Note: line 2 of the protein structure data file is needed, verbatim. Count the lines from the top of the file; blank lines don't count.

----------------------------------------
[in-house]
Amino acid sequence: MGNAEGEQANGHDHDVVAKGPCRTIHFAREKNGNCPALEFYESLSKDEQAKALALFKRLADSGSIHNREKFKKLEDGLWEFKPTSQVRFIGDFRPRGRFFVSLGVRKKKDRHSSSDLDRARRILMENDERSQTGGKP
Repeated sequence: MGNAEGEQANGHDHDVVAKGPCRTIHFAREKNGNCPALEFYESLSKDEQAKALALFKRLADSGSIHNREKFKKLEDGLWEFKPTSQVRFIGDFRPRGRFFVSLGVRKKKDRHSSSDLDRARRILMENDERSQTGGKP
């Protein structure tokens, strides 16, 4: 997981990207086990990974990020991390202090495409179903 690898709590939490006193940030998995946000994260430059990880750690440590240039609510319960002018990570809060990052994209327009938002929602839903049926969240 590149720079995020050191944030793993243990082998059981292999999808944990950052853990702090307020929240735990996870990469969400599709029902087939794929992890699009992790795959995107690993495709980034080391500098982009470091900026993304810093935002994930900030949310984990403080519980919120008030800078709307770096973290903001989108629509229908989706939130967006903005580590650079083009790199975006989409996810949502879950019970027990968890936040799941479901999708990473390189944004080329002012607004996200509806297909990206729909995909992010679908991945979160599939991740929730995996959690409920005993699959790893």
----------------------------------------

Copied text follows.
Amino acid sequence: MGNAEGEQANGHDHDVVAKGPCRTIHFAREKNGNCPALEFYESLSKDEQAKALALFKRLADSGSIHNREKFKKLEDGLWEFKPTSQVRFIGDFRPRGRFFVSLGVRKKKDRHSSSDLDRARRILMENDERSQTGGKP